Meanwhile, in line with the historical practice of the past six thousand years, the idle troops began “fermenting.” The next two days passed in anticipation of inactivity. On the state of affairs of the Strip the information was disappointing—the U-forces gradually increased their activity, and a safe window for our passage did not appear. We discussed for some time the idea of returning to Rostov and look for other channels, but after some reflection, we gave it up. I was rescued from boredom by reading Alexander’s books. And not in the sense of «books from the library of Alexander» but in the sense of «books written by Alexander.» Yes, our hospitable host (descended, by the way, from an old and respected Cossack family) turned out to be a writer, and a good one. I read with great interest his stories devoted mainly to the life of the Don Cossacks in the twentieth century. Dima also liked them. Remembering about two other guys, I tried (not entirely unsuccessfully) to entertain them with a story from Africa. It is trivial by the standards of the Black Continent, but somebody unfamiliar with its realities could find it quite exotic.

This epic story began about three years ago in the Mecca of Geoproctology—the Republic of Sierra Leone. An investor from 1/6 of the globe,[21] having clearly perceived too seriously his readings in childhood, decided to make a quick buck by buying gold from the naive natives and then reselling it in the United Arab Emirates and other places worthy of a thermonuclear bomb. To this end, the company “Horns and Hoofs, LG Ltd.” was founded, an office and housing were rented for the purchasing agents, a car was bought, all necessary licenses were obtained, and with the same or even less forethought, some more funds were spent (a total of about $100K). Then the investor departed to his homeland, leaving two agents to perform their functional duties. The idea was that the guys had to get off their asses and go into the bush, to buy gold at reasonable prices from local prospectors. However, as you know (at least I do), in the bush there is no booze (or it goes for the price of helium-3), no food (suitable for white men), no women (who are not too scary to copulate with), no electricity—in short, there is nothing good there. But there is malaria, cholera, dysentery, typhoid fever, Lassa fever, mosquitoes, snakes, all kinds of insects, cops dripping saliva when seeing a white man, and just guys who can kill you without any hesitation for 100 bucks, and not suffer any later remorse. Our agents, that being not their first year in Africa, were all well aware of it. Therefore, by virtue of all the aforementioned, they made a resolute decision to sit in a comfortable air-conditioned office in Freetown (where there are women, booze and sometimes even electricity), waiting until through a chain of at least five intermediaries the gold from the bush would reach them. Of course, the whole thing then went from «possibly profitable» to «definitely unprofitable.» Well, that was the investors problem, not theirs.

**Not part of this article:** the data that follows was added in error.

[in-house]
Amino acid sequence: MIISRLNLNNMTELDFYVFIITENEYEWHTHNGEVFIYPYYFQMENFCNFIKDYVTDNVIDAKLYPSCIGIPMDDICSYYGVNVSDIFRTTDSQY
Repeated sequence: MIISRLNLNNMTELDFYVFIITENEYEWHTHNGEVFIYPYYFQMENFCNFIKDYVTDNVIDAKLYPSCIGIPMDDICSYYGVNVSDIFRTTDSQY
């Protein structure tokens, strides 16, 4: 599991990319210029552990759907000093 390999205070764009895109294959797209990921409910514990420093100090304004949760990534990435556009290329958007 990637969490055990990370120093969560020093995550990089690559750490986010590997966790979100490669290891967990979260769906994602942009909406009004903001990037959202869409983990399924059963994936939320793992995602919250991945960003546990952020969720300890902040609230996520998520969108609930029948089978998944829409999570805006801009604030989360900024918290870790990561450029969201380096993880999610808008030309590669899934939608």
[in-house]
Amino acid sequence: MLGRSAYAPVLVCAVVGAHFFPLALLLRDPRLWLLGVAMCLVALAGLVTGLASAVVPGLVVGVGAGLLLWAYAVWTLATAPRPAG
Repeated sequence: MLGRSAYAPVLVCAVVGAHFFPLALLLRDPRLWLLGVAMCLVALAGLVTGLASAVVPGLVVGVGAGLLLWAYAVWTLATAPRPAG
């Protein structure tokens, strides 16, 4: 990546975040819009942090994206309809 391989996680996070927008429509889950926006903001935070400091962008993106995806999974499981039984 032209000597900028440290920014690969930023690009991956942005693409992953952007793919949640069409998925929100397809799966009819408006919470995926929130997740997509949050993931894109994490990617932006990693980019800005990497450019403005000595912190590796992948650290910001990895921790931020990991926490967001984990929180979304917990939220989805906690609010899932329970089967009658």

Alas, instead of naive Black Africans, the asshole of the Universe turned out to be populated by devious negroеs who treacherously did not want to exchange golden nuggets for glass beads. After making a couple of deals and earning approximately minus 10% on the investment, the investor still hadn’t given up the idea of making quick money. So, he went to a location further away from the top 10 of World Geoproctologic Rating, Uganda, where it is rumored that gold was one and a half times cheaper than in Sierra Leone. (Our agents, meanwhile, continued their imitation of creative activity in Freetown.) There is actually some gold in Uganda, but not enough. A lot less of it than is exported from there. The trick is that gold from the Democratic Republic of the Congo (which is actually not democratic or a republic) goes out into the world through Uganda. This state (DRC) is unique in its squalor, unfortunately even by the standards of Africa (I highly recommend reading a little about its history). In particular, the glorious state institutions of the republic are so effective that people and natives equally prefer to haul natural resources smuggled across several borders, if only not to interact with these same authorities. They smuggle them in Uganda also, where they are bought by the Arabs/Jews/Armenians/Indians and carried back to their lairs. After scouting the area for contacts and information, our investor came to the great city of Kampala and looked at the spots with cheap gold, where he met an Armenian (deeply rooted in the area) and was treated kindly in every way, through the hordes of generals/colonels/high-ranking officials. So, in general, he liked Kampala much more than Freetown. In this regard, it was decided to start moving in the direction of Uganda, gradually shifting the focus of the business. For this reason “Horns and Hoofs, UG Ltd.” was again founded, an office and housing were rented for the purchasing agents, a car was bought, all necessary licenses were obtained, and with the same or even less foresight, some more funds were spent. Déjà vu (only here, the investments amounted not to $100K but almost $250K). The Armenian became a partner in the company and was responsible for the resolution of all kinds of administrative/legal(criminal) problems.